Contention 2 - Hippocratic Oath
Over time the Hippocratic Oath has been modified on a number of occasions as some of its tenets became less and less acceptable. References to women not studying medicine and doctors not breaking the skin have been deleted. The quoted reference to 'do no harm' is also in need of explanation. Does not doing harm mean that we should prolong a life that the patient sees as a painful burden? Surely, the 'harm' in this instance is done when we prolong the life, and 'doing no harm' means that we should help the patient die. Killing the patient--technically, yes. Is it a good thing--sometimes, yes. Is it consistent with good medical end-of-life care: yes.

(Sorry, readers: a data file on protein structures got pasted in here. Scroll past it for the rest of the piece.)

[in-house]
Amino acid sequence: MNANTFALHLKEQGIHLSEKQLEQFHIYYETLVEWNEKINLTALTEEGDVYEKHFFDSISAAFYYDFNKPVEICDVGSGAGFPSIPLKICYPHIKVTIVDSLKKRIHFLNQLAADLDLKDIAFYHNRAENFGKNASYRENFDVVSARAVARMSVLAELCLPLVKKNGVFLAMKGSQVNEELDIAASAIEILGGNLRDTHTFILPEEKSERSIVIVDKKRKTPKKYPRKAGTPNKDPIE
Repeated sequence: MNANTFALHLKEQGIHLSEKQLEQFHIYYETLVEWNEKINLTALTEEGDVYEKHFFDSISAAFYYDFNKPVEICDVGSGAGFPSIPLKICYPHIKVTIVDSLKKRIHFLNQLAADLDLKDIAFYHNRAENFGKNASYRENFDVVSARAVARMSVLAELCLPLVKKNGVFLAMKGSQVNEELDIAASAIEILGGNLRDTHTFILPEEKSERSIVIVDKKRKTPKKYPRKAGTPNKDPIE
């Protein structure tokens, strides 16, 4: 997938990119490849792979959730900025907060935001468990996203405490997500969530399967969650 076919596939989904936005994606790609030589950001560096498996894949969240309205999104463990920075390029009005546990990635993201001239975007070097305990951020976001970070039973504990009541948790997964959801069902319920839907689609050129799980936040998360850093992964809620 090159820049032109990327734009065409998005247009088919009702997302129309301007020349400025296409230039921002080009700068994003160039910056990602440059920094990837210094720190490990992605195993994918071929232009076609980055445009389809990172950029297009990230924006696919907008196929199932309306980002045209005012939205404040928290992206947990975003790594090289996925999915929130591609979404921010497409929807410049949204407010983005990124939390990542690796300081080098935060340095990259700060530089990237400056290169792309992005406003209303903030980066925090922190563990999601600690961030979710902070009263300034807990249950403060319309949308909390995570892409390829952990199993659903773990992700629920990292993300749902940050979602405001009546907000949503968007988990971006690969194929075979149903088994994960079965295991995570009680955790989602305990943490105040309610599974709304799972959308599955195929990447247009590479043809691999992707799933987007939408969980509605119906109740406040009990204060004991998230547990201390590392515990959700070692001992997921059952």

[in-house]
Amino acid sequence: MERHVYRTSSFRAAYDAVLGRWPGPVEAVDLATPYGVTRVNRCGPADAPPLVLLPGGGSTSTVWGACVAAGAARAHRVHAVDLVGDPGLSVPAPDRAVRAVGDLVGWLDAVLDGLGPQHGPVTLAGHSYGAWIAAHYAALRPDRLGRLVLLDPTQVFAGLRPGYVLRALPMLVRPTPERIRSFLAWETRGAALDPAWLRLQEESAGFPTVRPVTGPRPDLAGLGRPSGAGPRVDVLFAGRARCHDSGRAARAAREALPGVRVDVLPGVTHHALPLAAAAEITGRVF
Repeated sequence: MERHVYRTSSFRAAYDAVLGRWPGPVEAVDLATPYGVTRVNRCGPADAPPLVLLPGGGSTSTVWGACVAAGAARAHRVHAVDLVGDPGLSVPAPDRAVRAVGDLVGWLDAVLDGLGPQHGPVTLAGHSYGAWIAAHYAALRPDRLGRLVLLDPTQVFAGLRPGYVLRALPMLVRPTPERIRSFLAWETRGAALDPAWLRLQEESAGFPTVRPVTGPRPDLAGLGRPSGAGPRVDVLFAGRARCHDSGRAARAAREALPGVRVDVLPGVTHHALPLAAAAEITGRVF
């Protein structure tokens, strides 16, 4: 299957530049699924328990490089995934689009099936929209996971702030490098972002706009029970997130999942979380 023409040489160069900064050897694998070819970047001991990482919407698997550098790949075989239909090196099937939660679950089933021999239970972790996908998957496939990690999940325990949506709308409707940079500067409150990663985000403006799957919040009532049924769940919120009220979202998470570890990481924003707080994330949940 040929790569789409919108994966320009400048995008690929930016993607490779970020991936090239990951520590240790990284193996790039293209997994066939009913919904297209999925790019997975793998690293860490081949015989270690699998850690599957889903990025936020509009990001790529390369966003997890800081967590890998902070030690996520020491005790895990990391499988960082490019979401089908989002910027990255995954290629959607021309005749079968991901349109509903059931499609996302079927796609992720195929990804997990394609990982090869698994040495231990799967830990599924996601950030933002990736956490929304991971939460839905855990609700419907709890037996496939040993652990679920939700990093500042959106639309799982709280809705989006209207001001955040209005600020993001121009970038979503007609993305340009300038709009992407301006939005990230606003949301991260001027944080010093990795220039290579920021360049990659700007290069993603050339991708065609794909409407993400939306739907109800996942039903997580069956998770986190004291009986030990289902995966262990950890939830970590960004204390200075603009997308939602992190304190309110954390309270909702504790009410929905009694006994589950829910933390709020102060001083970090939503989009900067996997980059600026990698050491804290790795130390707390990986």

"I swear by Apollo Physician and Asclepios and Hygeia and Panacea and all the gods and goddesses, making them my witnesses"
This is the opening statement of the original Hippocratic Oath. This is already unconvincing since sticking to this would require all doctors to follow the same religion and believe in the same Gods. However this is a minor issue compared to the absurdity of some of the promises that must be made. The Hippocratic Oath is sexist and here is an example of sexism within the original Oath:
- "What I may see or hear in the course of the treatment or even outside of the treatment in regard to the life of men..."